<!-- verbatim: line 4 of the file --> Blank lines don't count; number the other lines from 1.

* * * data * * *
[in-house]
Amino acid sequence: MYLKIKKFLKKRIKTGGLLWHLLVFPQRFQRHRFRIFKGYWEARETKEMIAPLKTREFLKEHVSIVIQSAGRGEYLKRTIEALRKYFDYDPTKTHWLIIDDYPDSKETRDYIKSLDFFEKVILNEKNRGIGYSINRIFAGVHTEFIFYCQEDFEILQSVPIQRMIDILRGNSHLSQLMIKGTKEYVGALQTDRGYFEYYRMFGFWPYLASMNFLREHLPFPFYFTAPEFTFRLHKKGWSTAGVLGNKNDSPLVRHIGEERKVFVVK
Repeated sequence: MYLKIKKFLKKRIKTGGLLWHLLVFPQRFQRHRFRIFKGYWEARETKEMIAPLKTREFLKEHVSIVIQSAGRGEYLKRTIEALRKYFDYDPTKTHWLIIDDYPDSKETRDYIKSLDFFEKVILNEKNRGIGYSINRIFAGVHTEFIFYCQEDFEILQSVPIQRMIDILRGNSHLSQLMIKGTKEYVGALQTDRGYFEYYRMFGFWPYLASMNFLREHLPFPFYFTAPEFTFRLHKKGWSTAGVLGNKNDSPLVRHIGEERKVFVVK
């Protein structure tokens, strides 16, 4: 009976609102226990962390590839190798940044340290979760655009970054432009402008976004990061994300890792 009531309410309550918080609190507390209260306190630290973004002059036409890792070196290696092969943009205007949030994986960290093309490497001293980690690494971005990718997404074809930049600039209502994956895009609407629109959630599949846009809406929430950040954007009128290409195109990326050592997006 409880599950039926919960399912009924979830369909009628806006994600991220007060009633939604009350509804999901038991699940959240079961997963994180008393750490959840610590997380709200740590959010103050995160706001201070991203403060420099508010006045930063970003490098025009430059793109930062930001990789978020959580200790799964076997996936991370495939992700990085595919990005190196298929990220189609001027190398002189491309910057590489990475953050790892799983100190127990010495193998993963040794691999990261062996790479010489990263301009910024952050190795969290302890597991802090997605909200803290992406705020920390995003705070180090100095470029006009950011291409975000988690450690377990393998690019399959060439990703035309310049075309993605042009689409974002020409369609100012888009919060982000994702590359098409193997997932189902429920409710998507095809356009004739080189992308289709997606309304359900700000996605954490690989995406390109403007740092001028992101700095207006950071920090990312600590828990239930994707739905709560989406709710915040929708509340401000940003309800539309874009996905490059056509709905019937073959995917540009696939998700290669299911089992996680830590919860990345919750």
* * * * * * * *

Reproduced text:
């Protein structure tokens, strides 16, 4: 009976609102226990962390590839190798940044340290979760655009970054432009402008976004990061994300890792 009531309410309550918080609190507390209260306190630290973004002059036409890792070196290696092969943009205007949030994986960290093309490497001293980690690494971005990718997404074809930049600039209502994956895009609407629109959630599949846009809406929430950040954007009128290409195109990326050592997006 409880599950039926919960399912009924979830369909009628806006994600991220007060009633939604009350509804999901038991699940959240079961997963994180008393750490959840610590997380709200740590959010103050995160706001201070991203403060420099508010006045930063970003490098025009430059793109930062930001990789978020959580200790799964076997996936991370495939992700990085595919990005190196298929990220189609001027190398002189491309910057590489990475953050790892799983100190127990010495193998993963040794691999990261062996790479010489990263301009910024952050190795969290302890597991802090997605909200803290992406705020920390995003705070180090100095470029006009950011291409975000988690450690377990393998690019399959060439990703035309310049075309993605042009689409974002020409369609100012888009919060982000994702590359098409193997997932189902429920409710998507095809356009004739080189992308289709997606309304359900700000996605954490690989995406390109403007740092001028992101700095207006950071920090990312600590828990239930994707739905709560989406709710915040929708509340401000940003309800539309874009996905490059056509709905019937073959995917540009696939998700290669299911089992996680830590919860990345919750």